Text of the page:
Russia’s driving role behind the present political crisis in Moldova and in engineering the opposition campaign against Maia Sandu was uncovered by journalistic investigations published late last year. Notably, the exposés revealed the activities of Russian political “technologists” (consultants) in Chisinau and their interactions with Moldovan Socialist Party politicians and parliamentary deputies (Rise.md, October 20, 2020; Dossier.center, October 19, 2020). Additionally, Igor Dodon and PSRM members have been regularly traveling to Moscow under various pretexts, at all the stages of escalation of the current political confrontation with Sandu (Pravda.com.ua, December 27, 2020; Jurnaltv.md, February 10, 2021; Newsmaker.md, March 30, April 23, 2021).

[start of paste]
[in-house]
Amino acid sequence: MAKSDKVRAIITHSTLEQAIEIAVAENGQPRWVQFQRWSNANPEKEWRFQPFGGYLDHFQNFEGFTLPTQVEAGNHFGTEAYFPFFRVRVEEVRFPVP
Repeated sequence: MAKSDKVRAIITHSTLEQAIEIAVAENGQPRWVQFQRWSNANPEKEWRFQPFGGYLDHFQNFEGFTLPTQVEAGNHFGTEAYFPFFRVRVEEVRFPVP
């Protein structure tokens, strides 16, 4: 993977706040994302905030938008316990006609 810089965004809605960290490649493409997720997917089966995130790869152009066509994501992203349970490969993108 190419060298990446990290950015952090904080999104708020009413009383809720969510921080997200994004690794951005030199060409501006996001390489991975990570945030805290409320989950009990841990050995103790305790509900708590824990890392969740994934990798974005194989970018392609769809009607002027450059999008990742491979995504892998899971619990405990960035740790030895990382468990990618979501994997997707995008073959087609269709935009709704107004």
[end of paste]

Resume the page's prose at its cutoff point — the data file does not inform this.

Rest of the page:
The confrontation started immediately following the last presidential elections, when Dodon invoked the COVID-19 pandemic to insist that snap elections be postponed; instead, he suggested that a “crisis government” be appointed to help Moldova deal with the health and economic impacts of the novel coronavirus outbreak. His refusal to honor his earlier pre-electoral promises for new parliamentary elections triggered a political tug-of-war with Sandu, resulting in a lengthy stalemate with two failed attempts to vote on a cabinet (DW-Moldova, January 28, March 25). Afterward, Dodon clashed with the Constitutional Court over legal conditions for the dissolution of the parliament, mandated by the two failed attempts to appoint a government, and lost (Zgd.md, April 15). Anticipating this, his parliamentary majority introduced a two-month state of emergency to avoid triggering snap elections during this period—a move that was again rejected by the Constitutional Court (Unimedia.md, April 28). Following the April 15 decision of the Court to initiate snap elections, the Dodon-controlled parliamentary majority additionally voted to dismiss the head of the Constitutional Court, which itself was invalidated by this tribunal as unconstitutional (Diez.md, April 26). The attempt to forcibly replace the Constitutional Court’s top judge represented such a blatant and unprecedented violation of the Constitution that, according to some views, Dodon could not have had the courage to do it without pressure from and guarantees of his patrons in Moscow. As such, it is revelatory that the Russian foreign ministry accused the United States and the European Union of interference in Moldova’s domestic affairs, after Washington and Brussels condemned the unconstitutional decisions of Dodon’s parliamentary majority (Deschide.md, April 26).